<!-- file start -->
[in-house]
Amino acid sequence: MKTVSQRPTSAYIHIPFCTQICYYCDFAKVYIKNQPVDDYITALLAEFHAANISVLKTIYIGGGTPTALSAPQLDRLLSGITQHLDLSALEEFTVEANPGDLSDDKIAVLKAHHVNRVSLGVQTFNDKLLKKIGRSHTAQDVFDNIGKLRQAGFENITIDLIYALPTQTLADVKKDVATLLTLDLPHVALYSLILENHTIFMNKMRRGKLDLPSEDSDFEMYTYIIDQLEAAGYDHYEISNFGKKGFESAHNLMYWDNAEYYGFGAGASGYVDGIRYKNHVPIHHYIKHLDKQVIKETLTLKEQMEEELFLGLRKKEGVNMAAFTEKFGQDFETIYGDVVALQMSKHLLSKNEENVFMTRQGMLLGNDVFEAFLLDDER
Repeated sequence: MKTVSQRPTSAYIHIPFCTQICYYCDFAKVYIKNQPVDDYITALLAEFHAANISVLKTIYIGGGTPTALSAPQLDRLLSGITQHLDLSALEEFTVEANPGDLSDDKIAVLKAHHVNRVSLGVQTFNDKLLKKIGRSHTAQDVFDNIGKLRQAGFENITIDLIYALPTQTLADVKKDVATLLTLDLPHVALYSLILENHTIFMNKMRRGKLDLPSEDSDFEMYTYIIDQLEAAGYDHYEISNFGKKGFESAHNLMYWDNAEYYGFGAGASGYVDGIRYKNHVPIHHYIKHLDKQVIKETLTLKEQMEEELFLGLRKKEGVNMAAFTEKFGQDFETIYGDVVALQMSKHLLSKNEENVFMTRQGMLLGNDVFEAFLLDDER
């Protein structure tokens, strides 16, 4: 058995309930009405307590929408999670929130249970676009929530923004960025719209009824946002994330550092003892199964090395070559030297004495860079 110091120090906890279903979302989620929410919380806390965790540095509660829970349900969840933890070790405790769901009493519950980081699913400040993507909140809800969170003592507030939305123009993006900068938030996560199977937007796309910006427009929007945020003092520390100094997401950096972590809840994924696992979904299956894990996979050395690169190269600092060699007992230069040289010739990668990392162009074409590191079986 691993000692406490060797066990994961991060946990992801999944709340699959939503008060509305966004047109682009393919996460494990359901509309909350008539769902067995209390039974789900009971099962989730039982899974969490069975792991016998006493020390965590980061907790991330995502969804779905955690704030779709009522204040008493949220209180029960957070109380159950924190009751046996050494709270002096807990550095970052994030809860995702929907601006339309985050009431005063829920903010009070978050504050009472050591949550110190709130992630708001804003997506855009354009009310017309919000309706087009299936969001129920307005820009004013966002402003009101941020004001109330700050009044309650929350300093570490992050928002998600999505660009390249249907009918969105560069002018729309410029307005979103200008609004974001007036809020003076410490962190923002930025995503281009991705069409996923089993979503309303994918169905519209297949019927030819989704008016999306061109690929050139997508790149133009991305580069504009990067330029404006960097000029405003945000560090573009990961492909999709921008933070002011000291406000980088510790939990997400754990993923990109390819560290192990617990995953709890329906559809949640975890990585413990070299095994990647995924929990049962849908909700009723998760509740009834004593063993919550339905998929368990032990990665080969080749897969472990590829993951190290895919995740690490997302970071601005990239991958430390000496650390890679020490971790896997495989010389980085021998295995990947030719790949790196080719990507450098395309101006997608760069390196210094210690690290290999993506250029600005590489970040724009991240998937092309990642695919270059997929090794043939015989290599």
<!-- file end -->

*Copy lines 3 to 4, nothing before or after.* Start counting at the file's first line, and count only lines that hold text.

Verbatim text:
Repeated sequence: MKTVSQRPTSAYIHIPFCTQICYYCDFAKVYIKNQPVDDYITALLAEFHAANISVLKTIYIGGGTPTALSAPQLDRLLSGITQHLDLSALEEFTVEANPGDLSDDKIAVLKAHHVNRVSLGVQTFNDKLLKKIGRSHTAQDVFDNIGKLRQAGFENITIDLIYALPTQTLADVKKDVATLLTLDLPHVALYSLILENHTIFMNKMRRGKLDLPSEDSDFEMYTYIIDQLEAAGYDHYEISNFGKKGFESAHNLMYWDNAEYYGFGAGASGYVDGIRYKNHVPIHHYIKHLDKQVIKETLTLKEQMEEELFLGLRKKEGVNMAAFTEKFGQDFETIYGDVVALQMSKHLLSKNEENVFMTRQGMLLGNDVFEAFLLDDER
């Protein structure tokens, strides 16, 4: 058995309930009405307590929408999670929130249970676009929530923004960025719209009824946002994330550092003892199964090395070559030297004495860079 110091120090906890279903979302989620929410919380806390965790540095509660829970349900969840933890070790405790769901009493519950980081699913400040993507909140809800969170003592507030939305123009993006900068938030996560199977937007796309910006427009929007945020003092520390100094997401950096972590809840994924696992979904299956894990996979050395690169190269600092060699007992230069040289010739990668990392162009074409590191079986 691993000692406490060797066990994961991060946990992801999944709340699959939503008060509305966004047109682009393919996460494990359901509309909350008539769902067995209390039974789900009971099962989730039982899974969490069975792991016998006493020390965590980061907790991330995502969804779905955690704030779709009522204040008493949220209180029960957070109380159950924190009751046996050494709270002096807990550095970052994030809860995702929907601006339309985050009431005063829920903010009070978050504050009472050591949550110190709130992630708001804003997506855009354009009310017309919000309706087009299936969001129920307005820009004013966002402003009101941020004001109330700050009044309650929350300093570490992050928002998600999505660009390249249907009918969105560069002018729309410029307005979103200008609004974001007036809020003076410490962190923002930025995503281009991705069409996923089993979503309303994918169905519209297949019927030819989704008016999306061109690929050139997508790149133009991305580069504009990067330029404006960097000029405003945000560090573009990961492909999709921008933070002011000291406000980088510790939990997400754990993923990109390819560290192990617990995953709890329906559809949640975890990585413990070299095994990647995924929990049962849908909700009723998760509740009834004593063993919550339905998929368990032990990665080969080749897969472990590829993951190290895919995740690490997302970071601005990239991958430390000496650390890679020490971790896997495989010389980085021998295995990947030719790949790196080719990507450098395309101006997608760069390196210094210690690290290999993506250029600005590489970040724009991240998937092309990642695919270059997929090794043939015989290599």